4 simple ways to keep indoor air quality safe

August 09, 2022

Dr Claire Bird, an Australian indoor air quality and microbiology scientist has shed some light on the best ways to keep your environment safe, here are her top tips to help combat the four most common indoor air quality issues.

With the combined COVID and flu surge sweeping through Australia at the moment, workplaces, schools, staff and students have been heavily impacted – workplace sick leaves have increased by 50% than the long-term average.

Increase in absenteeism and avoidance of schools and workplaces due to their highly populated environments have drawn much needed attention to the way these enterprises operate and the need for regulated hygienic systems in order for them to stay safe. 

Australian indoor air quality and microbiology scientist, Dr. Claire Bird is an Australian indoor air quality and microbiology scientist and Executive Secretary of The Integrated Bioscience and Built Environment Consortium (IBEC). Here she shares her top four professional tips to help combat the four most common indoor air quality issues.

  1. Infection Spread.

Consider the four D’s

  • Density – amount of people in an indoor space
  • Duration – potential time in a space with another person
  • Distance – from an infected person
  • Dilution – of the pathogen of concern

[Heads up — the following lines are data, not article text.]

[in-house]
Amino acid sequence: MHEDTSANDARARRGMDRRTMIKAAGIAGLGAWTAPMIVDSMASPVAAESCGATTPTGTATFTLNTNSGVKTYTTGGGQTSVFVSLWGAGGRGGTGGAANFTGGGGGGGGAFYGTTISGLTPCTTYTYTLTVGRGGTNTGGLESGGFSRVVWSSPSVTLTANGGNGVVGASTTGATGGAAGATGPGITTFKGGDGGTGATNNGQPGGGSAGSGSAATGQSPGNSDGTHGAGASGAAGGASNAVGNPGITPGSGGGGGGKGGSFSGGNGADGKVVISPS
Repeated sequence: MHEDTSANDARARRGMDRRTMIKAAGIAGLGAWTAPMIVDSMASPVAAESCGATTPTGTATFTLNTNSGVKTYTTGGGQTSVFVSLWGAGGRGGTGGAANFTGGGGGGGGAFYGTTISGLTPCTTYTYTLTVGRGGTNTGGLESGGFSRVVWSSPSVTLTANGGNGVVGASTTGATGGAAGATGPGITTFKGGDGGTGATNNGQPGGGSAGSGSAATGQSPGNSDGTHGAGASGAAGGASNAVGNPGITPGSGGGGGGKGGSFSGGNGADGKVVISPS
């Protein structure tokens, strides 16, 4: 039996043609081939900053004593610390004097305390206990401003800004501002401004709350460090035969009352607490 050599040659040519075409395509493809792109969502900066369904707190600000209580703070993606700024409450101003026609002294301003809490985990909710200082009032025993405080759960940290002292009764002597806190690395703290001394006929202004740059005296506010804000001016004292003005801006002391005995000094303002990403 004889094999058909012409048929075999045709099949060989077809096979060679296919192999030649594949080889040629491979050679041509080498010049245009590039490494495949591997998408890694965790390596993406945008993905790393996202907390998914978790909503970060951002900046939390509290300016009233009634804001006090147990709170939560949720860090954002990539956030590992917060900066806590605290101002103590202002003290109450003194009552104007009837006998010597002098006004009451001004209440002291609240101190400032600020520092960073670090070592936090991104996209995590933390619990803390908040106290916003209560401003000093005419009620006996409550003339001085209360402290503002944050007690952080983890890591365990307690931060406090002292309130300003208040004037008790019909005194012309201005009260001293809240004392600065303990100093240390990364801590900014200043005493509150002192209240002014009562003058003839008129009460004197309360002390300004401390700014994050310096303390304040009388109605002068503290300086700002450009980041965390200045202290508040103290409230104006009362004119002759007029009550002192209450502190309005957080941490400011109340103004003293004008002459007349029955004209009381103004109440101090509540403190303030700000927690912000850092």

2. Mould

Inspect your air conditioning units regularly, dry water leaks within 48 hours and believe it or not, bleach is actually an effective disinfectant to help rid the presence of mould when usedsafely.

3. Prioritise protective gear

If you have endured a flood or are undertaking construction work to improve your space, be mindful of the environmental effects that surround repairing damaged building materials and be vigilant in implementing protective gear to avoid serious health damage.

4. Know your space and technology

Do not rely on carbon dioxide sensors to measure air quality, understand the population density of the space and that it is not overcrowded, check up on the state of furniture in the room and wear masks when congregating closely within a room, as density and distance always matters.

There are many pollutants that may negatively impact the air quality indoors, even in places we perceive as typically ‘clean’ like an office environment. As we can’t physically see poor air quality, its importance is often unknown or not regulated.

It can often become a difficult task to employ these safe practices for quality air control, with many environments offering minimal or even no natural ventilation options. However, technology has graced us with the innovation of air purifiers. Those which are correctly fitted with the appropriate high-efficiency particulate air (HEPA) filters can lower the concentration of airborne particles (including those containing viruses). Air purifiers can be useful additions in areas with poor ventilation when reducing transmission of airborne infections.

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